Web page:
Pants Update: When Shaming Doesn't Work
While I was away--and many thanks to Valerie Strauss for her energetic and entertaining posts while she filled in for me--there were some developments in the Pants Suit that gave us both reason for hope and a reminder of just how petty and small man can be.
Even after the trial and the verdict, after the first move to strip Roy Pearson of his position as an administrative law judge, there was something gnawingly unsettling about the pants case--and that was the fact that someone who knows just enough about the law can all too easily torment a total stranger and ruin a family's finances and lives. The impact on the Chung family of being sued for $67 million did not end with their victory in court.
But now the Chungs' lawyer, Christopher Manning, has decided to take the high road. He tried to shame Roy Pearson into dropping the case and halting his appeal. Manning's carrot was a juicy one: The Chungs, on whose behalf many of you made donations so that they would not be crushed by legal bills of $100,000 or more, dropped their request for the court to make Pearson pay the Chungs' attorney fees. The gesture was intended as a peace offering, an incentive for Pearson to drop his appeal and let this thing die.
Of course, Pearson, who cannot be shamed, did no such thing, informing the court instead that he plans to file an appeal soon.
The Chungs' lawyer responded like so:
The Chungs have done everything possible to put this nightmare behind them and return to their normal lives: they have won resoundingly at trial, raised donations from gracious private donors to pay for their litigation costs, let Mr. Pearson off the hook for personally paying their expenses and extended an olive branch to Mr. Pearson in hopes that he would end this matter and not appeal. Mr. Pearson had a choice today - to make peace and acknowledge the Chungs' amazing generosity in absolving him of paying their fees or to continue with this ridiculous case and meritlessly appeal. Mr. Pearson, unfortunately, chose desperate irrationality over common sense and decided to appeal--unnecessarily costing the parties' more wasted time and the DC taxpayers more wasted money.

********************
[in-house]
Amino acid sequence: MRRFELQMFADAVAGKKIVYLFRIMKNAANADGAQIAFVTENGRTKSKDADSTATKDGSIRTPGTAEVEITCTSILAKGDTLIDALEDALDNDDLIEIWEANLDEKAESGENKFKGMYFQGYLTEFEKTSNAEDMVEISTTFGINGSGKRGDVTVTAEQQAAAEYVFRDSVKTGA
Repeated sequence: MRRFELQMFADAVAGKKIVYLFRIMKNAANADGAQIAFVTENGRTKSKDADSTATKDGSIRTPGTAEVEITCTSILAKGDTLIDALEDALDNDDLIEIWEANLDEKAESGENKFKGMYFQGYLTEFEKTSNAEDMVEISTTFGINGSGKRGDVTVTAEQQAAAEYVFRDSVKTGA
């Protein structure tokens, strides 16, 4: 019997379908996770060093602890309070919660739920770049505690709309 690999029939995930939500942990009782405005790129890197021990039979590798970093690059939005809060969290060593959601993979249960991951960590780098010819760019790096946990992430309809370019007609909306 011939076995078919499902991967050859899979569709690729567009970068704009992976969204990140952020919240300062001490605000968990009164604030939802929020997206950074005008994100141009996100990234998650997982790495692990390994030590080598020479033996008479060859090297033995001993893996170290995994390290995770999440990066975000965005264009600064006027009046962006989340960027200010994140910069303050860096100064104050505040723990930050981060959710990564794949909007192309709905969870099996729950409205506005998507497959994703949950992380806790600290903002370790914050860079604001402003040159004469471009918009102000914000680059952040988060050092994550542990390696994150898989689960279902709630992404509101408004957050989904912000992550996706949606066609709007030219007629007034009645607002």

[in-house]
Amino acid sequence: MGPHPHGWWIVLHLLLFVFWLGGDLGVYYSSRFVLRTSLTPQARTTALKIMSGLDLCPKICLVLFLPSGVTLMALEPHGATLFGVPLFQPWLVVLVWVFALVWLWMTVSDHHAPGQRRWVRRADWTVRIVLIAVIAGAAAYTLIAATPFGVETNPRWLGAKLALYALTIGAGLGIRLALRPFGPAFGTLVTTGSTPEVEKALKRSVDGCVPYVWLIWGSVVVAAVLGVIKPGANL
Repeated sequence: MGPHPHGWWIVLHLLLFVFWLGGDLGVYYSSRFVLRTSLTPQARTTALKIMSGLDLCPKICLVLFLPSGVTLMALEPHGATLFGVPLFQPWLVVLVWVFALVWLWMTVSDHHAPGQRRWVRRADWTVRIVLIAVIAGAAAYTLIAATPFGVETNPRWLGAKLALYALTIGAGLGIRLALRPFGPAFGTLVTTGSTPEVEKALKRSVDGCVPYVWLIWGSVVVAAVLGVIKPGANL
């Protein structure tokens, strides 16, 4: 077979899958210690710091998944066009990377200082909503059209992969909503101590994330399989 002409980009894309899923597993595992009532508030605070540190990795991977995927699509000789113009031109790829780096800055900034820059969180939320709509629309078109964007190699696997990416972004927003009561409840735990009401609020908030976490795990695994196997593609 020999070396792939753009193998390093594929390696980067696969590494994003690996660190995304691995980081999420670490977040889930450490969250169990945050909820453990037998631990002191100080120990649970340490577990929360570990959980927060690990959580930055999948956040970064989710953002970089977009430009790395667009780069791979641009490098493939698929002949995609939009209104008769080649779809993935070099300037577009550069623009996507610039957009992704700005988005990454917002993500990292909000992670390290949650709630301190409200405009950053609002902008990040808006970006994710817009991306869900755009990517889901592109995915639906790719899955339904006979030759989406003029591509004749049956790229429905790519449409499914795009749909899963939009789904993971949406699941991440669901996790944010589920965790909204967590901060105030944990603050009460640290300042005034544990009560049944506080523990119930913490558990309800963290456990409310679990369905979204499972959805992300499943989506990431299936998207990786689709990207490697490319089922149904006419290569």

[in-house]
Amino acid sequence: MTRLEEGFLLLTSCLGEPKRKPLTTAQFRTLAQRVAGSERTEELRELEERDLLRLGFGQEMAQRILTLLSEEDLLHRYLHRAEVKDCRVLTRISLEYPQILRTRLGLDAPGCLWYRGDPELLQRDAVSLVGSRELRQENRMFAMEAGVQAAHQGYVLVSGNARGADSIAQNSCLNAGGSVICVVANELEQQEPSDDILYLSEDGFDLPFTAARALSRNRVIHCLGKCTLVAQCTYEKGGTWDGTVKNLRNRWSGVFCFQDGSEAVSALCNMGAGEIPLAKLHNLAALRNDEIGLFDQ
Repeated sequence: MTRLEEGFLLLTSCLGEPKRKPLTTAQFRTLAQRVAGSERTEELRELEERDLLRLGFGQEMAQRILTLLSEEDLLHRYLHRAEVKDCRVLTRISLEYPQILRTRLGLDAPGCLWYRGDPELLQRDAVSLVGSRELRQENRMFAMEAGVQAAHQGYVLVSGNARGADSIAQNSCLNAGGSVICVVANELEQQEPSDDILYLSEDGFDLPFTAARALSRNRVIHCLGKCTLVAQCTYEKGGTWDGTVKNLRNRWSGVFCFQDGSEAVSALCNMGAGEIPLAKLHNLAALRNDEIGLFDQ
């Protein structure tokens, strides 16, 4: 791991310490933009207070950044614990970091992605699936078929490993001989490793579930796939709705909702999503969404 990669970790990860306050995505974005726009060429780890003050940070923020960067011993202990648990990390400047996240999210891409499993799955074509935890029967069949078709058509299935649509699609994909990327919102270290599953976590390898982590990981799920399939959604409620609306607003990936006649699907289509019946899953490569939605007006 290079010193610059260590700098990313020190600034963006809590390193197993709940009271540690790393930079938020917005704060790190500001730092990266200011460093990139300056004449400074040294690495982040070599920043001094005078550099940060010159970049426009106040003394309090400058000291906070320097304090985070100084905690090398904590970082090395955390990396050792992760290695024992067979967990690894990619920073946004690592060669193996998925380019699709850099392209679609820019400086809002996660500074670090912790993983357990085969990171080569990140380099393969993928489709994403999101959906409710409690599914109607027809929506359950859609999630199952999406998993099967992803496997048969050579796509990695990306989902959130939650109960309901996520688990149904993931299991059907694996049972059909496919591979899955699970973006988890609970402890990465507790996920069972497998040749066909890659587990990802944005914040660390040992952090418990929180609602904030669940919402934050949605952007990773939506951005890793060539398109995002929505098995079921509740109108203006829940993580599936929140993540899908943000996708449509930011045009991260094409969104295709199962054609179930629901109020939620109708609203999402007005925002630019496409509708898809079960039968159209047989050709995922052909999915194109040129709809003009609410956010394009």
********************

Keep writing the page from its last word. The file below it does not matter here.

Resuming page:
The dropping of the request for fees stole some of D.C. Superior Court Judge Judith Bartnoff's thunder. The judge, who made it abundantly clear that she was saving her displeasure with Pearson for the opinion in which she would award attorney's fees to the Chungs, now wouldn't have that opportunity. So she issued an order last week that could only give us a taste of what she would have said about Pearson if she'd had the chance:
This is an unusual case, in which the plaintiff attempted to take what was at best a misunderstanding about one pair of pants and expand it to a claim of $67 million, based on legal theories that - once they clearly were articulated--were unsupported in fact or in law. In the circumstances, the motion for sanctions hardly can be considered frivolous.
So, did Manning miscalculate? Did the Chungs let Pearson off the hook prematurely? Should they have fought to get a ruling granting them attorney's fees, even if they suspected that Pearson would never pay up?